Michael O'Leary says Ryanair will swoop in with a binding offer for Alitalia

 
Rebecca Smith
The boss of the Irish airline said he hoped to preserve jobs for pilots and crew
The boss of the Irish airline said he hoped to preserve jobs for pilots and crew (Source: Getty)

Ryanair's interest in an Alitalia takeover has taken off, with the airline saying today it is in the process of finalising a binding offer for the Italian flag carrier.

The Irish carrier's chief executive Michael O'Leary told Reuters: "We would have to order new planes, whether Boeing or Airbus."

Read more: Ryanair says constant flouting of cabin bag rules is causing delays

He added that Ryanair preferred to own its fleet, as opposed to lease planes like Alitalia, and that he hoped his airline would maintain jobs for pilot and crew, but said they would have to be on new terms in line with Ryanair's cost base.

A Ryanair spokesperson confirmed to City A.M. that Ryanair is involved in the process and intends to make a binding offer.

Alitalia was put up for sale earlier this year, after the Italian government approved its collapse into administration in May, following a vote by employees to reject a rescue plan.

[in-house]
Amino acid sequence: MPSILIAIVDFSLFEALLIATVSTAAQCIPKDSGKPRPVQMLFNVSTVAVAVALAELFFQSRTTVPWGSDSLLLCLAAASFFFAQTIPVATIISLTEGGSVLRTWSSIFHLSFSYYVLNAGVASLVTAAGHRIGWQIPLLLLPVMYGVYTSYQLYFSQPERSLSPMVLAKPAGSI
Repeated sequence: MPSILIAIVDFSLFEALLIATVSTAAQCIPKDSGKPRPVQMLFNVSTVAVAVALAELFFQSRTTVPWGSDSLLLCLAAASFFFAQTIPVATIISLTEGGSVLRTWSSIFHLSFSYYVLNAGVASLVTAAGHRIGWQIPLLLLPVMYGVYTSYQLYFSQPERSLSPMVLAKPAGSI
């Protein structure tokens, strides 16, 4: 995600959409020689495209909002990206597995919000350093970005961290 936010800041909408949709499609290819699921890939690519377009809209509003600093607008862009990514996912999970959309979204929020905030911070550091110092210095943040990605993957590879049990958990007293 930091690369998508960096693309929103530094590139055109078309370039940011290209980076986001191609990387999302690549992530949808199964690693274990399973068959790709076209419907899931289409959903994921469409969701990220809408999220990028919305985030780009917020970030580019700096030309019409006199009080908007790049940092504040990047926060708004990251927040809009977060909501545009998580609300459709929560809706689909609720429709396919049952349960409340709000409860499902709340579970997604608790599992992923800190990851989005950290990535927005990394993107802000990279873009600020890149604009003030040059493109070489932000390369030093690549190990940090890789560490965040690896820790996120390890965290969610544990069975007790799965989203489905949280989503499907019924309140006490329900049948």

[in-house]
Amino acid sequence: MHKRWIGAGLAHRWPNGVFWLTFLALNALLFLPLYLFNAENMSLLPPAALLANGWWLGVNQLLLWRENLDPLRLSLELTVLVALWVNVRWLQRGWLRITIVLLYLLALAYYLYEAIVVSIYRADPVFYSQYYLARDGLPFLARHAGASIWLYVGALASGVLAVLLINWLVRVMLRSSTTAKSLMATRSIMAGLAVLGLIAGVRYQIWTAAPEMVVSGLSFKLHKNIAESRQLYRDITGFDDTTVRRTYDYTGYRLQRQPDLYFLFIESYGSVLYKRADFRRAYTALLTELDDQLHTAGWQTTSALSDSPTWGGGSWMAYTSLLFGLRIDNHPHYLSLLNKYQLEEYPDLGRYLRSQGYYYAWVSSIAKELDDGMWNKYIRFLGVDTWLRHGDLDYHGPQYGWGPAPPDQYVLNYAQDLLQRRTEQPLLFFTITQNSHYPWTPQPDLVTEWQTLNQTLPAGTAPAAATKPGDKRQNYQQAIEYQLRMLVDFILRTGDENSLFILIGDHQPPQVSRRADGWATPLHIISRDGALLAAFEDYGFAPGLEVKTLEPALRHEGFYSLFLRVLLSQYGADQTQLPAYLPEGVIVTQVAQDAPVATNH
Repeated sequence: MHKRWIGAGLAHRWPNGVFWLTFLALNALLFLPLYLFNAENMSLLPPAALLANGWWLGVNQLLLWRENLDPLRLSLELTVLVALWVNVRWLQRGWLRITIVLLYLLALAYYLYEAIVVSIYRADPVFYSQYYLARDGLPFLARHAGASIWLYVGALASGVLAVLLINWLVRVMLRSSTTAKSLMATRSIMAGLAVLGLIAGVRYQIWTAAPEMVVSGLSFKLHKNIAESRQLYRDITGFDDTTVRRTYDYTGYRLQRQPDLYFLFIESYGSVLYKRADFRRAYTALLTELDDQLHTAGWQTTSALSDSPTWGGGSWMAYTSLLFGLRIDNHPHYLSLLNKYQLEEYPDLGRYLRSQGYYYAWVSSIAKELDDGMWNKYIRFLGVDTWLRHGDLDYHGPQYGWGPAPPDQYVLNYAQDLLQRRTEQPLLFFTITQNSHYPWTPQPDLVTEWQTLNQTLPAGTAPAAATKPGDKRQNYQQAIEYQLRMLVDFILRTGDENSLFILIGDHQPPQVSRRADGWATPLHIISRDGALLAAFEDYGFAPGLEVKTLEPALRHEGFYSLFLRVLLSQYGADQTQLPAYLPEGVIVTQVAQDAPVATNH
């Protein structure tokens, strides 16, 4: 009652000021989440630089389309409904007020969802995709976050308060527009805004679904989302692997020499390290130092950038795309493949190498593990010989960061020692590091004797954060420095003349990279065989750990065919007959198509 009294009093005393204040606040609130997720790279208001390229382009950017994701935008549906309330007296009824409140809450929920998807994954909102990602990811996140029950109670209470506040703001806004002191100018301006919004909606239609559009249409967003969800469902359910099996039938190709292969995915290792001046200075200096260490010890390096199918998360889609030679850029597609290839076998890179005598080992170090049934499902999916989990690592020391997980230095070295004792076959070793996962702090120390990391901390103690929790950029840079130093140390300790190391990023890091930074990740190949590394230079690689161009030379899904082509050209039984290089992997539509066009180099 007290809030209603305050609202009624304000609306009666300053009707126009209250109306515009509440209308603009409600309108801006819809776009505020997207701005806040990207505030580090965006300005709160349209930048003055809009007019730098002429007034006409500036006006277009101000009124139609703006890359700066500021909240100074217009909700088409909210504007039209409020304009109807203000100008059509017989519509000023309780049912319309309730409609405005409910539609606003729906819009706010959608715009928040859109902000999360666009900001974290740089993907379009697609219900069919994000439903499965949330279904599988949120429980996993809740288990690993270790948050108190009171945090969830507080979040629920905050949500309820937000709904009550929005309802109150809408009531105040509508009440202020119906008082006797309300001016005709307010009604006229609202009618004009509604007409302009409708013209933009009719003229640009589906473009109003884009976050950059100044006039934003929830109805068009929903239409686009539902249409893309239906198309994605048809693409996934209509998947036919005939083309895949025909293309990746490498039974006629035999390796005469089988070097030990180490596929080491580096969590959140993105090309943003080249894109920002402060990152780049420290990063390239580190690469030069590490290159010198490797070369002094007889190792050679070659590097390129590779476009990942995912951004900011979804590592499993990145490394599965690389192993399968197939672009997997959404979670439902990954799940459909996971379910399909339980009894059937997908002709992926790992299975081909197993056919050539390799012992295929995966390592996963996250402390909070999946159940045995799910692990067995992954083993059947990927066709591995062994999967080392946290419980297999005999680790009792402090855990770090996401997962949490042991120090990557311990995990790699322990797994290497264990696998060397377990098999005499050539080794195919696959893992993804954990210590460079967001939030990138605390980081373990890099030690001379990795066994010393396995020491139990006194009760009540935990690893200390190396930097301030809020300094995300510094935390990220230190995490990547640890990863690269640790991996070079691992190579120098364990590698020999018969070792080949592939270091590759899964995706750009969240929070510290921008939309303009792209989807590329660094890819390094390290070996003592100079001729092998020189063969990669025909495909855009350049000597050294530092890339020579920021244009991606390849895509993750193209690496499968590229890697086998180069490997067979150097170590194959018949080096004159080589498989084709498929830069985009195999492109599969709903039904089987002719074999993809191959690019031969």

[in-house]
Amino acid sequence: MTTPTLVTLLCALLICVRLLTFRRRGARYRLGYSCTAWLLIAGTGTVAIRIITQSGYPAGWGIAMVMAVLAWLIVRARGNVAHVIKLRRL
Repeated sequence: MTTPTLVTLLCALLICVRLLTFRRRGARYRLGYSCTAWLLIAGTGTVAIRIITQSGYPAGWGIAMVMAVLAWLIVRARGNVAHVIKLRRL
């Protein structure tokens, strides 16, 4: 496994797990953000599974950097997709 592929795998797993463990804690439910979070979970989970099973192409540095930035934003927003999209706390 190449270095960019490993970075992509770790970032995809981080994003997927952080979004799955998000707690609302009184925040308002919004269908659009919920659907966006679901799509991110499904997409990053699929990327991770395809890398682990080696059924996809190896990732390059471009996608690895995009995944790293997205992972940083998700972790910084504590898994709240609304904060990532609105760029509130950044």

O'Leary also said Ryanair was not interested in a bid for Air Berlin, which filed for insolvency last month, as the process was not transparent, having previously complained it was set up to bolster Germany's largest airline Lufthansa.

He said he anticipated European Union competition authorities would demand substantial remedies if Lufthansa bought Air Berlin, with the airline likely to have to relinquish slots on German routes to preserve competition.

Read more: Lufthansa swoops for takeover of insolvent Air Berlin but Ryanair complains

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